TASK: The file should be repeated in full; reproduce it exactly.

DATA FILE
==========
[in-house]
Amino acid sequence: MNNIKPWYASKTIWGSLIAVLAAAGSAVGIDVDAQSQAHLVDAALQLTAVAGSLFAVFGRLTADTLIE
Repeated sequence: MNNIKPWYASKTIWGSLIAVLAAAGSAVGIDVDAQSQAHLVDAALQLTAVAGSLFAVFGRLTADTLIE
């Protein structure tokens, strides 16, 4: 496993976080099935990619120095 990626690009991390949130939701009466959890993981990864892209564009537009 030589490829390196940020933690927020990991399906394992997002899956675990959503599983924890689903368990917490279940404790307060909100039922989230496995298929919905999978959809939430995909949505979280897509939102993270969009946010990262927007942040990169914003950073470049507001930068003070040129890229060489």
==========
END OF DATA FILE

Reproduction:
[in-house]
Amino acid sequence: MNNIKPWYASKTIWGSLIAVLAAAGSAVGIDVDAQSQAHLVDAALQLTAVAGSLFAVFGRLTADTLIE
Repeated sequence: MNNIKPWYASKTIWGSLIAVLAAAGSAVGIDVDAQSQAHLVDAALQLTAVAGSLFAVFGRLTADTLIE
């Protein structure tokens, strides 16, 4: 496993976080099935990619120095 990626690009991390949130939701009466959890993981990864892209564009537009 030589490829390196940020933690927020990991399906394992997002899956675990959503599983924890689903368990917490279940404790307060909100039922989230496995298929919905999978959809939430995909949505979280897509939102993270969009946010990262927007942040990169914003950073470049507001930068003070040129890229060489």